I am a huge Joss Whedon fan. I stumbled onto Buffy a couple of years into the series, and got completely hooked, to the point where several friends and I would go online immediately after every episode and do detailed crits via email. I did the same with Angel, and remain bitter about the way Fox treated Firefly.
I mean, I enjoyed the movie Serenity, but like most Joss fans, I’d have much rather had five years of Firefly episodes rather than one two-hour movie. Joss makes great movies, but he is the master of the serial storytelling that television can do so well.
Alas, at the moment, Dollhouse (which got really good by the end of the first season) won’t be back until fall, so there’s no new material to watch, and we Joss addicts have to get our fixes where we can. In that vein I recommend a five-part homage on the great webcomic xkcd. Start with this link, click on next to read the the whole series, and don’t forget to run your cursor over the comic to find the mouseover quip.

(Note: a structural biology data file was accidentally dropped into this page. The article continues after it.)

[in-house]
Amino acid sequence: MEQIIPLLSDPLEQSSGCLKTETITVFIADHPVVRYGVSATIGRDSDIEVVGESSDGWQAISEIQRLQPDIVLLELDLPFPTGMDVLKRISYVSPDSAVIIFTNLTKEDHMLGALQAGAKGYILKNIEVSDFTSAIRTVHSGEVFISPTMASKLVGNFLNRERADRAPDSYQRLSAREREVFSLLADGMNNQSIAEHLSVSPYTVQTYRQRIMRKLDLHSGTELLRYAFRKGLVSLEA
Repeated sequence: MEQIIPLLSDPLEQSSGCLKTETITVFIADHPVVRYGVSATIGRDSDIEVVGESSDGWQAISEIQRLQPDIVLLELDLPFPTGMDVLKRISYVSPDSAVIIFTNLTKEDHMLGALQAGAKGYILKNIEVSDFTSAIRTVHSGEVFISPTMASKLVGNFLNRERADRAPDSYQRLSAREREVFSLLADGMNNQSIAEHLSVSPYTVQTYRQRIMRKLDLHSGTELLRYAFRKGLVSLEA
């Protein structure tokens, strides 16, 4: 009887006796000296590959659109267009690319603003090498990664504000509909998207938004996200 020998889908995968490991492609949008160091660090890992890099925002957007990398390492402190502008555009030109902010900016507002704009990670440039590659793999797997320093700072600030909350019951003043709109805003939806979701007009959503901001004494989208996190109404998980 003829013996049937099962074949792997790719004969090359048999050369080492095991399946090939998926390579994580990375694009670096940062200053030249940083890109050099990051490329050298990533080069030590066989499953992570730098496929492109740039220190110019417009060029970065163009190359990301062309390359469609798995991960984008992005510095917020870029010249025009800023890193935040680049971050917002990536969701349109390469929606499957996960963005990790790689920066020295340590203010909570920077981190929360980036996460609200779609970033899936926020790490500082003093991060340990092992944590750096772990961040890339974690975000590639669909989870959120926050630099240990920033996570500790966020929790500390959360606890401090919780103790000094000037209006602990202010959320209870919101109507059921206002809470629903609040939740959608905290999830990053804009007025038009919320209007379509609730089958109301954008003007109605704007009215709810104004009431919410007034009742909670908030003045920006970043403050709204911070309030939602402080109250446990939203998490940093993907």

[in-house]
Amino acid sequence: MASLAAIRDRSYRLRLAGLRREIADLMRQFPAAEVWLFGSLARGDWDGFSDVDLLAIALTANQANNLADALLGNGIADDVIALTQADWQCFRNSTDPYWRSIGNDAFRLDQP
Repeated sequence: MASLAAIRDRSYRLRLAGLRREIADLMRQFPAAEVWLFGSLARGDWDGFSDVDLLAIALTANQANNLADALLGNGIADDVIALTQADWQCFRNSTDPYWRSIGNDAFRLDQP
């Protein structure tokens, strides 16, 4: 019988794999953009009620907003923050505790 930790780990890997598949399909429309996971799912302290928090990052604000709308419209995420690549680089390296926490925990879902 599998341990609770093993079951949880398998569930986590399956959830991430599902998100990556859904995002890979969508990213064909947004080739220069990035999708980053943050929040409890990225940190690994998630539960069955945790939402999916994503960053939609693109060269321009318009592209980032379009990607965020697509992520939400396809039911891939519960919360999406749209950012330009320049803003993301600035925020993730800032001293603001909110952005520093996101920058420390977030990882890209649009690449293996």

While I’m a fan of xkcd, I read it sporadically and didn’t see this particular series when it first came out. In fact, I came across it because I read a review in the NY Times of Mark Helprin’s new book that rants against the Internet and advocates copyright in perpetuity. The reviewer, Ross Douthat, begins with a detailed description of a well-known xkcd comic, but despite the fact that he’s reviewing a book on the subject of creator’s rights, he doesn’t mention either xkcd or its artist, Randall Munroe. Here’s the comic in question:
After I looked it up, and wrote a letter to the editor suggesting that the review should have included a mention of Munroe and xkcd, I realized that I needed to catch up on my xkcd reading, which led me back to the strip I started with.
All this websurfing explains why I’m always behind on my fiction writing. But damn it, a girl’s gotta have some fun in her life, and finding great creative work online is fun!
So if you’re in goof-off mode at the moment, go scroll through the xkcd archives. Or, if you want a random starting point, try this one. I liked it so much I ordered a signed copy to hang above my computer for inspiration.
Nancy Jane’s flash fiction this week is “To Live Is to Fly.” Her collection Conscientious Inconsistencies is available from PS Publishing and her novella Changeling can be ordered from Aqueduct Press.
Check out The Nancy Jane Moore Bookshelf for more stories.